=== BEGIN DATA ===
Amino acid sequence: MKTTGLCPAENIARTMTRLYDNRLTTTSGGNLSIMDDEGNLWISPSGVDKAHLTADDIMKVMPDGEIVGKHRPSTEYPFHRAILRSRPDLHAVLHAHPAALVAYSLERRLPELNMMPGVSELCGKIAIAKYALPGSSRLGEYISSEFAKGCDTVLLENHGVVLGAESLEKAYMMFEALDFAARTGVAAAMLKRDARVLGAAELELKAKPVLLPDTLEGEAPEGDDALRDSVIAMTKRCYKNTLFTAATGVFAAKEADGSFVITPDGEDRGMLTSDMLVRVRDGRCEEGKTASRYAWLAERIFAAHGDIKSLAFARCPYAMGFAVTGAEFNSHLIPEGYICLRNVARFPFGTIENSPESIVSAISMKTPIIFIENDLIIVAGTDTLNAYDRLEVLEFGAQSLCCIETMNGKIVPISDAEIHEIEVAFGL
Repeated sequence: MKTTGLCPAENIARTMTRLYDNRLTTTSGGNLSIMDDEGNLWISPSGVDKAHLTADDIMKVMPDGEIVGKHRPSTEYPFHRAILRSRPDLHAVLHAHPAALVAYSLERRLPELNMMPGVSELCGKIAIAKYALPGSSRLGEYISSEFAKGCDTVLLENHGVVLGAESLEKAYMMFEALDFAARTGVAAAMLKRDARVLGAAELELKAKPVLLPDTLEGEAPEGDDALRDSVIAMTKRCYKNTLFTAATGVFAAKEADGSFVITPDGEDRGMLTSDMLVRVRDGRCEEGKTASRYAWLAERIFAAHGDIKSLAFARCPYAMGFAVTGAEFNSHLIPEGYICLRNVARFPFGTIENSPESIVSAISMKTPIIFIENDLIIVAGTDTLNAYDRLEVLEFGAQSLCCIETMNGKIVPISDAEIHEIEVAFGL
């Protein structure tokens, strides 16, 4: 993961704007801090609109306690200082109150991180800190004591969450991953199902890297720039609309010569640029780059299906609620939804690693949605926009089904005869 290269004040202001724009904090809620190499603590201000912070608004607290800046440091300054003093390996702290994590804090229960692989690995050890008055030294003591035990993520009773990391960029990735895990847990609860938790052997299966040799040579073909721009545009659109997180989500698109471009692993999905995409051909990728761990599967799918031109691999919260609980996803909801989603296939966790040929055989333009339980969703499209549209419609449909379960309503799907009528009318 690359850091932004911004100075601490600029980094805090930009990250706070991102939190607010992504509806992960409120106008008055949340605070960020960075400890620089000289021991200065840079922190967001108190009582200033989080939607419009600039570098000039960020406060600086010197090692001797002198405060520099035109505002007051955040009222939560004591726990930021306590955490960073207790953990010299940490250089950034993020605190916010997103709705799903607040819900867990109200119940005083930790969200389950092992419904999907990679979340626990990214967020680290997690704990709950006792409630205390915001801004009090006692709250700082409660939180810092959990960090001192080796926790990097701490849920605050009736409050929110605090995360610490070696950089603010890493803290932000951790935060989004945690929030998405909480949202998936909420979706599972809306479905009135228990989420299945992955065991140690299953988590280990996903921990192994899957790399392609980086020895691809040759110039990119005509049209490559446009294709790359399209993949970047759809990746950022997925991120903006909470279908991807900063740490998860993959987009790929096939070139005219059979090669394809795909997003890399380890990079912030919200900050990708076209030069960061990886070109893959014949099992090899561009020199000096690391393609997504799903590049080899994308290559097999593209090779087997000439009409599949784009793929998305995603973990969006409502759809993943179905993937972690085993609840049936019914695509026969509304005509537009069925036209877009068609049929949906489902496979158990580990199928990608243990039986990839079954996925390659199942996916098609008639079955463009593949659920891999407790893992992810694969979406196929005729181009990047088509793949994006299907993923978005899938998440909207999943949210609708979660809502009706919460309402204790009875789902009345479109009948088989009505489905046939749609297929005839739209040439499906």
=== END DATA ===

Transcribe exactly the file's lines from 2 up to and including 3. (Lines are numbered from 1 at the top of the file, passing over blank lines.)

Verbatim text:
Repeated sequence: MKTTGLCPAENIARTMTRLYDNRLTTTSGGNLSIMDDEGNLWISPSGVDKAHLTADDIMKVMPDGEIVGKHRPSTEYPFHRAILRSRPDLHAVLHAHPAALVAYSLERRLPELNMMPGVSELCGKIAIAKYALPGSSRLGEYISSEFAKGCDTVLLENHGVVLGAESLEKAYMMFEALDFAARTGVAAAMLKRDARVLGAAELELKAKPVLLPDTLEGEAPEGDDALRDSVIAMTKRCYKNTLFTAATGVFAAKEADGSFVITPDGEDRGMLTSDMLVRVRDGRCEEGKTASRYAWLAERIFAAHGDIKSLAFARCPYAMGFAVTGAEFNSHLIPEGYICLRNVARFPFGTIENSPESIVSAISMKTPIIFIENDLIIVAGTDTLNAYDRLEVLEFGAQSLCCIETMNGKIVPISDAEIHEIEVAFGL
């Protein structure tokens, strides 16, 4: 993961704007801090609109306690200082109150991180800190004591969450991953199902890297720039609309010569640029780059299906609620939804690693949605926009089904005869 290269004040202001724009904090809620190499603590201000912070608004607290800046440091300054003093390996702290994590804090229960692989690995050890008055030294003591035990993520009773990391960029990735895990847990609860938790052997299966040799040579073909721009545009659109997180989500698109471009692993999905995409051909990728761990599967799918031109691999919260609980996803909801989603296939966790040929055989333009339980969703499209549209419609449909379960309503799907009528009318 690359850091932004911004100075601490600029980094805090930009990250706070991102939190607010992504509806992960409120106008008055949340605070960020960075400890620089000289021991200065840079922190967001108190009582200033989080939607419009600039570098000039960020406060600086010197090692001797002198405060520099035109505002007051955040009222939560004591726990930021306590955490960073207790953990010299940490250089950034993020605190916010997103709705799903607040819900867990109200119940005083930790969200389950092992419904999907990679979340626990990214967020680290997690704990709950006792409630205390915001801004009090006692709250700082409660939180810092959990960090001192080796926790990097701490849920605050009736409050929110605090995360610490070696950089603010890493803290932000951790935060989004945690929030998405909480949202998936909420979706599972809306479905009135228990989420299945992955065991140690299953988590280990996903921990192994899957790399392609980086020895691809040759110039990119005509049209490559446009294709790359399209993949970047759809990746950022997925991120903006909470279908991807900063740490998860993959987009790929096939070139005219059979090669394809795909997003890399380890990079912030919200900050990708076209030069960061990886070109893959014949099992090899561009020199000096690391393609997504799903590049080899994308290559097999593209090779087997000439009409599949784009793929998305995603973990969006409502759809993943179905993937972690085993609840049936019914695509026969509304005509537009069925036209877009068609049929949906489902496979158990580990199928990608243990039986990839079954996925390659199942996916098609008639079955463009593949659920891999407790893992992810694969979406196929005729181009990047088509793949994006299907993923978005899938998440909207999943949210609708979660809502009706919460309402204790009875789902009345479109009948088989009505489905046939749609297929005839739209040439499906």